Last Friday, Colorado governor John Hickenlooper signed House Bill 1436 into law, effectively banning THC-infused gummies in the shape of humans, animals or fruit. These shapes will be illegal starting July 1, so stock up while you can.
A purely political move which will do nothing to curb accidental ingestion of cannabis edibles by children, this ban on certain gummy shapes is a reactionary measure by lawmakers who fear that cannabis candies attract kids.
While common shapes like bears and fish that mimic mainstream candy will be banned, cannabis gummies shaped like stars, weed leaves or other geometrical shapes are still OK to produce.
Cannabis activists must decide whether these controversial products are worth defending and demand that more detailed tracking systems be implemented in order to determine how many accidental ingestions occur and where the products that cause those incidents originate. Currently, there’s no way to know whether cannabis products consumed accidentally by kids were produced by a licensed entity, sold by a black market seller or baked at home by a friend or relative.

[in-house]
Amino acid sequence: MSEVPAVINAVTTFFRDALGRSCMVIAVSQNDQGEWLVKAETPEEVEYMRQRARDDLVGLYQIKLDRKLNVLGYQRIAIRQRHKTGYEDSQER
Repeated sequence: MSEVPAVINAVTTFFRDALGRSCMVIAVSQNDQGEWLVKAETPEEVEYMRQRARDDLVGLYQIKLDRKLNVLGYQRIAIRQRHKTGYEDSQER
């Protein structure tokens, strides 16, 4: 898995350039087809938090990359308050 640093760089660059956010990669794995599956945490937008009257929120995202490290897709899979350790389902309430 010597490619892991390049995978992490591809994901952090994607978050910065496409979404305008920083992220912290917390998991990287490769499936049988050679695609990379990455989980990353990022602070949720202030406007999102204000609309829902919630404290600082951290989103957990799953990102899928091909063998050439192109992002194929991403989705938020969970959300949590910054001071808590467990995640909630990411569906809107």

An unsupervised toddler will eat a cannabis candy regardless of whether it’s shaped like a bear or a star, taking no heed of a THC stamp or warning labels, so the responsibility for any accidental ingestion by a young child falls on the parents or guardians. It’s very important that consumers keep cannabis products in a secure location away from children and pets
With many millions of edibles being sold each year in the state, the number of calls to Rocky Mountain Poison Control concerning marijuana-infused foods is markedly less when compared to other products, such as dangerous pharmaceuticals, cosmetics and household cleaning products.